Gio Gonzalez struck out 10 Pirates in the win. (John McDonnell/The Washington Post)

The last man on the field was Adam LaRoche. Every other player jogged to the dugout between the seventh and eighth innings Wednesday night. LaRoche, having just delivered the most crucial hit in the Washington Nationals7-4 victory over the Pittsburgh Pirates, ambled from second base to his position at first. The Nationals Park crowd recognized the opportunity.

The 25,942 stood and showered him with an ovation. LaRoche offered a small grin — that’s all he’s got in the grin department — and tipped his cap. How many in that crowd hoped for Prince Fielder this winter? How many believed LaRoche would be the Nationals’ most indispensable hitter? And what, in any event, does any of that matter now?

Injured all of his first season in Washington, LaRoche this year has been the lone offensive constant for a first-place team flooded with injuries. Wednesday night, LaRoche drilled his team-best seventh homer in the sixth inning and then, in the seventh, smoked a first-pitch, bases-loaded, line-drive double to right that scored three more runs. The second drive turned a one-run game into a comfortable victory — even after a three-batter save by Henry Rodriguez — and let Gio Gonzalez earn his fifth win of the season.

“It was really special, to say the least,” LaRoche said. “Obviously, going through what I did last year and not being able to be a big part of it, and now to come back and have [the fans] behind me the way they are, it was perfect.”

LaRoche went 3 for 4, his latest stuffed box score in a season full of them, enough even to overshadow Bryce Harper’s first career triple in the first inning. Last year, LaRoche hit .172 for 43 ineffective games with a tear in his labrum before he finally succumbed to season-ending surgery.

This season he has not only returned but, at 32, is having a career year. While playing above-average defense, LaRoche is hitting .339 with a .595 slugging percentage and 29 RBI. His 1.024 on-base plus slugging percentage ranks eighth in the majors. He is on pace to make his first all-star team. The game will be played in Kansas City, “right up the road from our ranch in Kansas,” he said.

Not that it ultimately matters, but this fact may bring another small grin to LaRoche’s face: Fielder, whom the Nationals flirted with before he signed with the Detroit Tigers, has underperformed him in every significant offensive category.

“He’s making that move look real good — that lack of move,” Manager Davey Johnson said of LaRoche. “He’s only human. ‘I want to show everybody, what were you thinking about, with the Prince?’ ”

Except LaRoche, the son of a big leaguer, betrays no such sentiment. His teammates revere him for his even-keeled personality.

“I don’t think he was upset about it, trying to prove anything to anyone,” said shortstop Ian Desmond, who hit a solo homer. “He probably was well-rested and had a good hunting season.”

LaRoche paid little attention to the Fielder rumors. He did not feel like he needed to validate his two-year, $16 million contract. But he did have something to prove.

“To myself, I did,” LaRoche said. “I don’t look at what’s going on on the outside and feel like I’ve got to come here and prove the salary or prove missing a year last year, whatever it is. But as a competitor, I wanted to prove to myself that I could come back from this surgery and do what I know I’m capable of doing.”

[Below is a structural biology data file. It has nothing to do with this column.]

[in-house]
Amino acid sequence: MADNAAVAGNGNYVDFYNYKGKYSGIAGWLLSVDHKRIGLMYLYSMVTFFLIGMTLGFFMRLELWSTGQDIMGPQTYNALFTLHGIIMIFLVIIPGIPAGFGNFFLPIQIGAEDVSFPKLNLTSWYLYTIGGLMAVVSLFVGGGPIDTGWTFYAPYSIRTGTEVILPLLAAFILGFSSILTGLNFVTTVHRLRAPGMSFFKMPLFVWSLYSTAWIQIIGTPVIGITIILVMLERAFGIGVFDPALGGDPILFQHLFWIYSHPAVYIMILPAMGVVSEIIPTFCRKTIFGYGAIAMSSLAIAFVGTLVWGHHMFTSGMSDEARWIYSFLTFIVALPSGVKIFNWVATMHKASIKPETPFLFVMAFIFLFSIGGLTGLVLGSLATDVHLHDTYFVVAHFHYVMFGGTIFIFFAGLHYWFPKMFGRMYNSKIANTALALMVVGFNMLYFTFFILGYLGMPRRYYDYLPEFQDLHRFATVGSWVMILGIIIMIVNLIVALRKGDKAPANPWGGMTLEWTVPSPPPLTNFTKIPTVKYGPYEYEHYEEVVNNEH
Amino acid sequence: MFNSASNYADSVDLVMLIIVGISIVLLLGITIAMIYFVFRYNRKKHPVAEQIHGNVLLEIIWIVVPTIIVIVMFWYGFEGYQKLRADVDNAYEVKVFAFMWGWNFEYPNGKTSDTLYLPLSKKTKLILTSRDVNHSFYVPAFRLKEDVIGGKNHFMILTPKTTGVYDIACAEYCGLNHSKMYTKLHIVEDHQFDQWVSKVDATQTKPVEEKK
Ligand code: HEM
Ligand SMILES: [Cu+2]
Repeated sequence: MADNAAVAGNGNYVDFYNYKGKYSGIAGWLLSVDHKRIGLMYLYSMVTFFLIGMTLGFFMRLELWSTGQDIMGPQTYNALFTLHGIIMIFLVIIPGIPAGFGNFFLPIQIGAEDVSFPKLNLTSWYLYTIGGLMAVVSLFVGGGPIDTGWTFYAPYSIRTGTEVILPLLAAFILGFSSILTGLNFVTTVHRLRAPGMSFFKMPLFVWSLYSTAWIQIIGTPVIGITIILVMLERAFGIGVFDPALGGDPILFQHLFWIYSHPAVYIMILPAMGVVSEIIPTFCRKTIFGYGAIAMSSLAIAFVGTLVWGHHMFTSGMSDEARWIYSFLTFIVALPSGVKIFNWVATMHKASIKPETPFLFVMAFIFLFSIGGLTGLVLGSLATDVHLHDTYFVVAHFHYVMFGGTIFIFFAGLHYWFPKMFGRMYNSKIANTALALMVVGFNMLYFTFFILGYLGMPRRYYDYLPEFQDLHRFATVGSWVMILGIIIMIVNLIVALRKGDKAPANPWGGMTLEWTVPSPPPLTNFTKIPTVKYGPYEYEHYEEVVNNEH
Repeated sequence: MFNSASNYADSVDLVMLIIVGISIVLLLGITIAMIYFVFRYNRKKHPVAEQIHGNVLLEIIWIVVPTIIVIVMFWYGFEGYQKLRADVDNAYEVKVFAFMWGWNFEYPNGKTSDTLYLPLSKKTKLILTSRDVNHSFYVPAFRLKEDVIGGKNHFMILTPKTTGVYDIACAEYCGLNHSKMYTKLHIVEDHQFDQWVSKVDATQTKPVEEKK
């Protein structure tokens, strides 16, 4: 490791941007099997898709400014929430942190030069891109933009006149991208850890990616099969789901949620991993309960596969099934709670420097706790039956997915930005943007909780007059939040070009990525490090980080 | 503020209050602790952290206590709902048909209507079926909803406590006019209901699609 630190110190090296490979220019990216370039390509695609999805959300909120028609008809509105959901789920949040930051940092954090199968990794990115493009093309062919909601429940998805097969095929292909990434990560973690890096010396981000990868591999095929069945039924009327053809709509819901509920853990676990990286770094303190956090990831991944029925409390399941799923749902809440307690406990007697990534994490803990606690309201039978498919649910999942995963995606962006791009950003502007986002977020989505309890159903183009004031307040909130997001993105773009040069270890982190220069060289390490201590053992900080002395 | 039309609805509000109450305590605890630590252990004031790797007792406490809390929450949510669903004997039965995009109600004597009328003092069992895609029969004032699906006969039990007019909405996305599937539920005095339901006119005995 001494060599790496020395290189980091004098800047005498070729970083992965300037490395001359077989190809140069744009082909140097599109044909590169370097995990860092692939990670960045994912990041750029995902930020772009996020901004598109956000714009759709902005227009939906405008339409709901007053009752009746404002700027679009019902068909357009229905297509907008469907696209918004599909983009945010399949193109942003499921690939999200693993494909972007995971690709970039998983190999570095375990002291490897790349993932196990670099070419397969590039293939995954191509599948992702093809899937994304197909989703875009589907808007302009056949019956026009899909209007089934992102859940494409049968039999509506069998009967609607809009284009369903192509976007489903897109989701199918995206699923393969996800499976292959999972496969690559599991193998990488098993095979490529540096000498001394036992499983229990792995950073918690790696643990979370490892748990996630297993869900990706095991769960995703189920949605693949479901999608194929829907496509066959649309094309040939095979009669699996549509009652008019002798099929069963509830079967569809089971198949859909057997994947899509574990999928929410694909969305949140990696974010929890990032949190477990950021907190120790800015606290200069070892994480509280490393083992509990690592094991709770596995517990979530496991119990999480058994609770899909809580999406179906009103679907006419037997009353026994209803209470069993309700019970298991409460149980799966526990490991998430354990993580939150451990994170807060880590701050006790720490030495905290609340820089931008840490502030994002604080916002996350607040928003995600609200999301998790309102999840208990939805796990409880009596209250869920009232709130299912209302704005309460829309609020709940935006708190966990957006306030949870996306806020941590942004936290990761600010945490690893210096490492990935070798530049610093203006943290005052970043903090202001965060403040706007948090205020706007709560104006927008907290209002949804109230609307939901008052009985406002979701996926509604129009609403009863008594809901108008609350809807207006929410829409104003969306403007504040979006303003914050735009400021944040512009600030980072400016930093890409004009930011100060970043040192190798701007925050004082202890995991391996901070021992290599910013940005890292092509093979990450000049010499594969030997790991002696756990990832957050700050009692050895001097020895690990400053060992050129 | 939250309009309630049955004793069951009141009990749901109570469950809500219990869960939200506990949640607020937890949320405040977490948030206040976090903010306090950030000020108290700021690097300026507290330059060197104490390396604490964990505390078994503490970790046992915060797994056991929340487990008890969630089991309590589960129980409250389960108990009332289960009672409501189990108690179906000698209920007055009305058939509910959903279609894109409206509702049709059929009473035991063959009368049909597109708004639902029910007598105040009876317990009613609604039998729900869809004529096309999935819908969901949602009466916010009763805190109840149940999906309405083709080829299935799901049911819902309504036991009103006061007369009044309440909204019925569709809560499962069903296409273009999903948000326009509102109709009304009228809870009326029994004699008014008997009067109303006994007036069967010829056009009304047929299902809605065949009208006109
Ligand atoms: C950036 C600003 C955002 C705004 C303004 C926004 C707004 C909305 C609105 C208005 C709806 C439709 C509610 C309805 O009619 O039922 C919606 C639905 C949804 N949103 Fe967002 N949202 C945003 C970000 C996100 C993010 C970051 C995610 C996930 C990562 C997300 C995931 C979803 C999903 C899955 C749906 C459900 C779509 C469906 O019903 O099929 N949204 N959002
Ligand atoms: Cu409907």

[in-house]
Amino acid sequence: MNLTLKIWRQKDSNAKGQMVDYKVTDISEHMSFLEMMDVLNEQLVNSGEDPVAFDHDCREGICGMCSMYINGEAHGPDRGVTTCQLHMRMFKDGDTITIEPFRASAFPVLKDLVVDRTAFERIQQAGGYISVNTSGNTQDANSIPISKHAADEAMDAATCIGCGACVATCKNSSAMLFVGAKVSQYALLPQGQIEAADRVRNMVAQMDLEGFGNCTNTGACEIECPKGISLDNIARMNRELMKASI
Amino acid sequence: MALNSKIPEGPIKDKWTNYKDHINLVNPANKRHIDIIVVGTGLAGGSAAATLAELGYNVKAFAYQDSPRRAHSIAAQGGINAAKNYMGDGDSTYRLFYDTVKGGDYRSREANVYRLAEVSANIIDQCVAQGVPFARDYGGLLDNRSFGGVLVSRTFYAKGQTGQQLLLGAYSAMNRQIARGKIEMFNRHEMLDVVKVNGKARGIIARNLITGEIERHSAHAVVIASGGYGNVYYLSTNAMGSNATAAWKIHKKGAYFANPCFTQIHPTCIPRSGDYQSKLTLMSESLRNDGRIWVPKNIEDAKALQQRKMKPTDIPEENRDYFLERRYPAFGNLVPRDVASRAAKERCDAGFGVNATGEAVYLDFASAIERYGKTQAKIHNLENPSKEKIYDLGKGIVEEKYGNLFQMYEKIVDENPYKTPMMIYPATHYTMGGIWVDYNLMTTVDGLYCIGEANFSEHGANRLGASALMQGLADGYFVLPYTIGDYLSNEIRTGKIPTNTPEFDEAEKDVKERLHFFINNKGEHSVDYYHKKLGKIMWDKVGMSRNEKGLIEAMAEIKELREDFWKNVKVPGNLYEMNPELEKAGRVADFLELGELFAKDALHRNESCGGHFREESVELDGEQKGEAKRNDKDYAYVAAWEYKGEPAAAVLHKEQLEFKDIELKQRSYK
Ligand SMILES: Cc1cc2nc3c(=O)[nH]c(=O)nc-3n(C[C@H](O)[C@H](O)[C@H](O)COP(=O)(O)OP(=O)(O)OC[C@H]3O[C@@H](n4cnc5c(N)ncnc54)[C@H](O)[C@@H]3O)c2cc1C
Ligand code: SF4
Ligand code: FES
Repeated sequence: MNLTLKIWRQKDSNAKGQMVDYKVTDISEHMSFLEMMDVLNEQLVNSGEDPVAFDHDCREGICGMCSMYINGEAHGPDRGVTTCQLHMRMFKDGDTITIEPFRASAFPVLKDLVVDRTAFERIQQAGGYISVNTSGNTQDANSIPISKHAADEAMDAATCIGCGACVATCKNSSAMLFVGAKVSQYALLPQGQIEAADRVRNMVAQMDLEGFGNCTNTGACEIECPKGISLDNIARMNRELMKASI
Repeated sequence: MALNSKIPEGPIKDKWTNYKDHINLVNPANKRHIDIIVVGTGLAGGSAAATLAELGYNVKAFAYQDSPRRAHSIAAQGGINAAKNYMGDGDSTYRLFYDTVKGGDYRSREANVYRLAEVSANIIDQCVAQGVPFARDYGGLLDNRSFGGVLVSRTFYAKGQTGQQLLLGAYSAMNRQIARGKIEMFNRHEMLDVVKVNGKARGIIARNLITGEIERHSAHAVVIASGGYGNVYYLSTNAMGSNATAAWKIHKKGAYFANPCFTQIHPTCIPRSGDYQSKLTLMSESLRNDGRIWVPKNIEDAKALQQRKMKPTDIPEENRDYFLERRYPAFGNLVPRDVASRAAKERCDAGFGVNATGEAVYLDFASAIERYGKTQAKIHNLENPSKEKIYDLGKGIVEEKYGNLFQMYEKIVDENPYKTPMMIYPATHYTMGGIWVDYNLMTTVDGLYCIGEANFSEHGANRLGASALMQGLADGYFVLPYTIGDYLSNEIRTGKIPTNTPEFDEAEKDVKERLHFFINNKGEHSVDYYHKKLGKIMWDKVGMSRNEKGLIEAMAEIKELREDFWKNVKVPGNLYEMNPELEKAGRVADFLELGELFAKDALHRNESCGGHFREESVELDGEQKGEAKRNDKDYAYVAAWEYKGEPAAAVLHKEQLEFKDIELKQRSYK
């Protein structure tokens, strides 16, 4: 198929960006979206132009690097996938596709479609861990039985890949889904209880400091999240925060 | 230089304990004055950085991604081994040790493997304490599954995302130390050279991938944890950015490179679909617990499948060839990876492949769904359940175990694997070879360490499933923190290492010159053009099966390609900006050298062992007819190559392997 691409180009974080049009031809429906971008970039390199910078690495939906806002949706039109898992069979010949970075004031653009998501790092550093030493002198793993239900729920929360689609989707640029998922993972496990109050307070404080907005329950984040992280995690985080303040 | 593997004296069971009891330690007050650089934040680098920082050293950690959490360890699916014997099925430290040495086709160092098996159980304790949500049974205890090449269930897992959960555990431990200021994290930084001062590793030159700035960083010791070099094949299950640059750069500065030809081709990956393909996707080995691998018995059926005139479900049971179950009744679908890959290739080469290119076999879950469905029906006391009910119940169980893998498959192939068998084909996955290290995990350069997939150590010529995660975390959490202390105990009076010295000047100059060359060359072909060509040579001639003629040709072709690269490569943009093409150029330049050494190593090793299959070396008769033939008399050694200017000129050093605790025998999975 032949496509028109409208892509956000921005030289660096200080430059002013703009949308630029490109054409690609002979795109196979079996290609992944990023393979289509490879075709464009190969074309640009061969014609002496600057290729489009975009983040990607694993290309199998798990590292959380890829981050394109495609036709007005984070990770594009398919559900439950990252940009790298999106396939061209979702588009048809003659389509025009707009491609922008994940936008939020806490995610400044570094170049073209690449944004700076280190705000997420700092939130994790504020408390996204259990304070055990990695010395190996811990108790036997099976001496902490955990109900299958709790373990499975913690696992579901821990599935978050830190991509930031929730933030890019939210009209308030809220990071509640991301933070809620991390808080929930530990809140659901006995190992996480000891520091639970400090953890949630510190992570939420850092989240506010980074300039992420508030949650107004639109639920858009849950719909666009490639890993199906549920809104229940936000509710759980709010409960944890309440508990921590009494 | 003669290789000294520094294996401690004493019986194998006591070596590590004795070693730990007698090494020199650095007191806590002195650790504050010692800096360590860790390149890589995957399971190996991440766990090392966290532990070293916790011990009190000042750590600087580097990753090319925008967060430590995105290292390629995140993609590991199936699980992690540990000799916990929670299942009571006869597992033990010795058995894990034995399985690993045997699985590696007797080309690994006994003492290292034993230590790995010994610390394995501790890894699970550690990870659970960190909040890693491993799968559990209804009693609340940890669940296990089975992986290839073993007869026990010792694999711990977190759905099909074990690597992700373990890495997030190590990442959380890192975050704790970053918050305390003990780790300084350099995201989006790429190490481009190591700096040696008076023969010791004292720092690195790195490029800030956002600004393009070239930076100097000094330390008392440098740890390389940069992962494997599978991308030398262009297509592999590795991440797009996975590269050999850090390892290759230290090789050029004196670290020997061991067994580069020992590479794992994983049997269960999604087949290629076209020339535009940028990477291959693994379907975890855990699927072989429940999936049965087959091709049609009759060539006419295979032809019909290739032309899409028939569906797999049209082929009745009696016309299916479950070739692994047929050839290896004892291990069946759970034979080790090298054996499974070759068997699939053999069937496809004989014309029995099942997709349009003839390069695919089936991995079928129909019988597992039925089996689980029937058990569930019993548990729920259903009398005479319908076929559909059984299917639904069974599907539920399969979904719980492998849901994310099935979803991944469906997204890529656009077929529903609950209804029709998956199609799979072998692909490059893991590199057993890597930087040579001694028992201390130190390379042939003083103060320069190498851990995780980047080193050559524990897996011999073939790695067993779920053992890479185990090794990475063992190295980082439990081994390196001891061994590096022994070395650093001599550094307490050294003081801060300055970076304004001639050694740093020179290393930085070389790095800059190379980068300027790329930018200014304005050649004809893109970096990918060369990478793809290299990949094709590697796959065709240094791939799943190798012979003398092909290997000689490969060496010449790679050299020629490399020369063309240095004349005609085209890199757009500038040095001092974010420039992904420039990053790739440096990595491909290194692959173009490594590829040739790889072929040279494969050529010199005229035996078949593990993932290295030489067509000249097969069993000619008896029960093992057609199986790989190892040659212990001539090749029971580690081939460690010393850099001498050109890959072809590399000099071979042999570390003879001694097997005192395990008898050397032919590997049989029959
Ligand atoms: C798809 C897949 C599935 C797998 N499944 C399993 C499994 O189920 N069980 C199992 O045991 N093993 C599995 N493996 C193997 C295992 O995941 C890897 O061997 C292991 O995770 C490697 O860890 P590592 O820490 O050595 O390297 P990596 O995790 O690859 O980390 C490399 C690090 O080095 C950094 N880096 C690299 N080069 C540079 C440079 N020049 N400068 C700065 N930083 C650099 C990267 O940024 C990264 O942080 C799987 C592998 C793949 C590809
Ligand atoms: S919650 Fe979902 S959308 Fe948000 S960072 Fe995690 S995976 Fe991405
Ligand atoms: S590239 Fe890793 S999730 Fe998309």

The big-ticket acquisition the Nationals did make, Gonzalez, delivered again Wednesday. He struck out 10 in seven innings to overtake rotation mate Stephen Strasburg for the National League lead with 60. He allowed three runs on four hits and two walks, and for almost the entire night was utterly dominant.

Rodriguez entered in the ninth inning, having imploded in three of his past five appearances. Johnson promised he would use Rodriguez in a save situation, and he did — even if Ryan Mattheus warmed up behind him to start the inning. Rodriguez made it look easy — an error by Desmond, a strikeout and a 6-4-3 double play.

“We believe in Henry 100 percent,” Gonzalez said. “The only one who can hurt Henry is himself.”

The Pirates couldn’t do much against Gonzalez, either. The first seven Pirates hitters swung and missed nine times in 29 pitches. He retired 10 in a row at one point. After Gonzalez got the first out of the seventh with one pitch, with the Nationals up 4-1 after LaRoche and Xavier Nady had drilled back-to-back homers — giving Nady 100 for his career — he seemed on the verge of cruising to the finish of another dominant start.

Even after Gonzalez issued his second walk of the game, it seemed harmless, especially after the second out. Then Josh Harrison drilled a 2-1 fastball to the left field seats. The home run was the first Gonzalez had allowed in 58 innings going back to last season.

Then LaRoche came through. Pirates reliever Evan Meek walked Harper and Ryan Zimmerman to load the bases for LaRoche, which this season means disaster. He fired LaRoche a first-pitch, 95-mph fastball. LaRoche let fly his fluid swing: all wrists, the kind of easy movement you make trying not to wake a baby while shutting the car door.

The ball screamed into the right field corner. The bases emptied. LaRoche stood on second base as the park erupted. Many in the crowd, this winter, had not wanted LaRoche. Now, they could not imagine this team without him.

On the scoreboard, the Nationals congratulated LaRoche on his 1,000th career hit. He would later give the ball to his father. LaRoche thought about all the teammates he had played with. He flashed back in his mind to his very first hit, in 2004, and all the memorable hits since. Few had felt as good as this one.

“Oh, man, it’s pretty special,” LaRoche repeated. “Just a perfect night.”